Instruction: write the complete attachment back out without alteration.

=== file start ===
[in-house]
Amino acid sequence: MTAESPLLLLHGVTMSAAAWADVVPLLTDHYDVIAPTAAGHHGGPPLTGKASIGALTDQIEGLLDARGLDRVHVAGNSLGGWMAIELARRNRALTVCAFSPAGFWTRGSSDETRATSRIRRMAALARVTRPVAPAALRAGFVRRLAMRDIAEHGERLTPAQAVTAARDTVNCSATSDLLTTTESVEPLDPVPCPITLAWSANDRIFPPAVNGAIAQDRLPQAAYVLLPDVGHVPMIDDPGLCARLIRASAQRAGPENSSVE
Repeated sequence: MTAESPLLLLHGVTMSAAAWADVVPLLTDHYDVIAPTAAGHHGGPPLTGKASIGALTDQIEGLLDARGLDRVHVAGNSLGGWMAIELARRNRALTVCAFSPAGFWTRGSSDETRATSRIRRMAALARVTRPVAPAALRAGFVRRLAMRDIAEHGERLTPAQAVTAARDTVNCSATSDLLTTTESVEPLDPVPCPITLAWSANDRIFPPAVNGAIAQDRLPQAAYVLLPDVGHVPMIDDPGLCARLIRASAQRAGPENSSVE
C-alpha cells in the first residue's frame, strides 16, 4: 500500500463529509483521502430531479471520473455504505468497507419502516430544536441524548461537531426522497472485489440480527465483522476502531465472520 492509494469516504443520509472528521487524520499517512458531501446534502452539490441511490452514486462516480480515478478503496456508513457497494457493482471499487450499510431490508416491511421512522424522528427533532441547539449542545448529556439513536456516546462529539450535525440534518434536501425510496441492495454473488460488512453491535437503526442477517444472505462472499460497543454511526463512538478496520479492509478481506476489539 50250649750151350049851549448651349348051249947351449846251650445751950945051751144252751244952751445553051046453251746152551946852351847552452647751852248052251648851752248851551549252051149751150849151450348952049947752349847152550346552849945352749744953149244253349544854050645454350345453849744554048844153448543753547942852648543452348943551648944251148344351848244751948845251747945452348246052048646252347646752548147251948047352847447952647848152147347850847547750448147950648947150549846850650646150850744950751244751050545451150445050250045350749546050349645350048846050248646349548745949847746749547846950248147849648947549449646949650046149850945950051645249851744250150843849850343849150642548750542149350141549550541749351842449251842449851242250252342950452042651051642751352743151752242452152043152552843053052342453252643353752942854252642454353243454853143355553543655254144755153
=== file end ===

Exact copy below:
[in-house]
Amino acid sequence: MTAESPLLLLHGVTMSAAAWADVVPLLTDHYDVIAPTAAGHHGGPPLTGKASIGALTDQIEGLLDARGLDRVHVAGNSLGGWMAIELARRNRALTVCAFSPAGFWTRGSSDETRATSRIRRMAALARVTRPVAPAALRAGFVRRLAMRDIAEHGERLTPAQAVTAARDTVNCSATSDLLTTTESVEPLDPVPCPITLAWSANDRIFPPAVNGAIAQDRLPQAAYVLLPDVGHVPMIDDPGLCARLIRASAQRAGPENSSVE
Repeated sequence: MTAESPLLLLHGVTMSAAAWADVVPLLTDHYDVIAPTAAGHHGGPPLTGKASIGALTDQIEGLLDARGLDRVHVAGNSLGGWMAIELARRNRALTVCAFSPAGFWTRGSSDETRATSRIRRMAALARVTRPVAPAALRAGFVRRLAMRDIAEHGERLTPAQAVTAARDTVNCSATSDLLTTTESVEPLDPVPCPITLAWSANDRIFPPAVNGAIAQDRLPQAAYVLLPDVGHVPMIDDPGLCARLIRASAQRAGPENSSVE
C-alpha cells in the first residue's frame, strides 16, 4: 500500500463529509483521502430531479471520473455504505468497507419502516430544536441524548461537531426522497472485489440480527465483522476502531465472520 492509494469516504443520509472528521487524520499517512458531501446534502452539490441511490452514486462516480480515478478503496456508513457497494457493482471499487450499510431490508416491511421512522424522528427533532441547539449542545448529556439513536456516546462529539450535525440534518434536501425510496441492495454473488460488512453491535437503526442477517444472505462472499460497543454511526463512538478496520479492509478481506476489539 50250649750151350049851549448651349348051249947351449846251650445751950945051751144252751244952751445553051046453251746152551946852351847552452647751852248052251648851752248851551549252051149751150849151450348952049947752349847152550346552849945352749744953149244253349544854050645454350345453849744554048844153448543753547942852648543452348943551648944251148344351848244751948845251747945452348246052048646252347646752548147251948047352847447952647848152147347850847547750448147950648947150549846850650646150850744950751244751050545451150445050250045350749546050349645350048846050248646349548745949847746749547846950248147849648947549449646949650046149850945950051645249851744250150843849850343849150642548750542149350141549550541749351842449251842449851242250252342950452042651051642751352743151752242452152043152552843053052342453252643353752942854252642454353243454853143355553543655254144755153